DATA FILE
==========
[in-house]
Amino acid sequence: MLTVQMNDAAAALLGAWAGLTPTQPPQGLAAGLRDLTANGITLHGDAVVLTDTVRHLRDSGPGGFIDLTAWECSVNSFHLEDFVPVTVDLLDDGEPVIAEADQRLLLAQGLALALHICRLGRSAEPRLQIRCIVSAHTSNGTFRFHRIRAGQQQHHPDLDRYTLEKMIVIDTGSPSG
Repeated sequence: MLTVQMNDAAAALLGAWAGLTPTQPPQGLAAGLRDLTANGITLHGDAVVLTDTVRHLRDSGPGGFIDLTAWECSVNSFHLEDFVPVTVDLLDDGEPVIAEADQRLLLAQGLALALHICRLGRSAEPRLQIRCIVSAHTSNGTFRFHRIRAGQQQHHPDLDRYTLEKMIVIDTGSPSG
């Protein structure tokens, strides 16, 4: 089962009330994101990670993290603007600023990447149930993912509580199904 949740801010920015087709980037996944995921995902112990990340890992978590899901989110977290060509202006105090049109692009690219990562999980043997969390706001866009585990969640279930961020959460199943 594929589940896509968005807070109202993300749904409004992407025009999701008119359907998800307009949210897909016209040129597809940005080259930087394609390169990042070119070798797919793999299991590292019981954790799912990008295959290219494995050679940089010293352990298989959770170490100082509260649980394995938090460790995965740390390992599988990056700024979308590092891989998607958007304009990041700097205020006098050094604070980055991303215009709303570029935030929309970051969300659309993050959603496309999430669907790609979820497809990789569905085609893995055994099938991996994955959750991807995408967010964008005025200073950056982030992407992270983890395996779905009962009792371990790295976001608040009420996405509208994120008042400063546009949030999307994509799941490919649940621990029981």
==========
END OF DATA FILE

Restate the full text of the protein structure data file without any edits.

[in-house]
Amino acid sequence: MLTVQMNDAAAALLGAWAGLTPTQPPQGLAAGLRDLTANGITLHGDAVVLTDTVRHLRDSGPGGFIDLTAWECSVNSFHLEDFVPVTVDLLDDGEPVIAEADQRLLLAQGLALALHICRLGRSAEPRLQIRCIVSAHTSNGTFRFHRIRAGQQQHHPDLDRYTLEKMIVIDTGSPSG
Repeated sequence: MLTVQMNDAAAALLGAWAGLTPTQPPQGLAAGLRDLTANGITLHGDAVVLTDTVRHLRDSGPGGFIDLTAWECSVNSFHLEDFVPVTVDLLDDGEPVIAEADQRLLLAQGLALALHICRLGRSAEPRLQIRCIVSAHTSNGTFRFHRIRAGQQQHHPDLDRYTLEKMIVIDTGSPSG
């Protein structure tokens, strides 16, 4: 089962009330994101990670993290603007600023990447149930993912509580199904 949740801010920015087709980037996944995921995902112990990340890992978590899901989110977290060509202006105090049109692009690219990562999980043997969390706001866009585990969640279930961020959460199943 594929589940896509968005807070109202993300749904409004992407025009999701008119359907998800307009949210897909016209040129597809940005080259930087394609390169990042070119070798797919793999299991590292019981954790799912990008295959290219494995050679940089010293352990298989959770170490100082509260649980394995938090460790995965740390390992599988990056700024979308590092891989998607958007304009990041700097205020006098050094604070980055991303215009709303570029935030929309970051969300659309993050959603496309999430669907790609979820497809990789569905085609893995055994099938991996994955959750991807995408967010964008005025200073950056982030992407992270983890395996779905009962009792371990790295976001608040009420996405509208994120008042400063546009949030999307994509799941490919649940621990029981």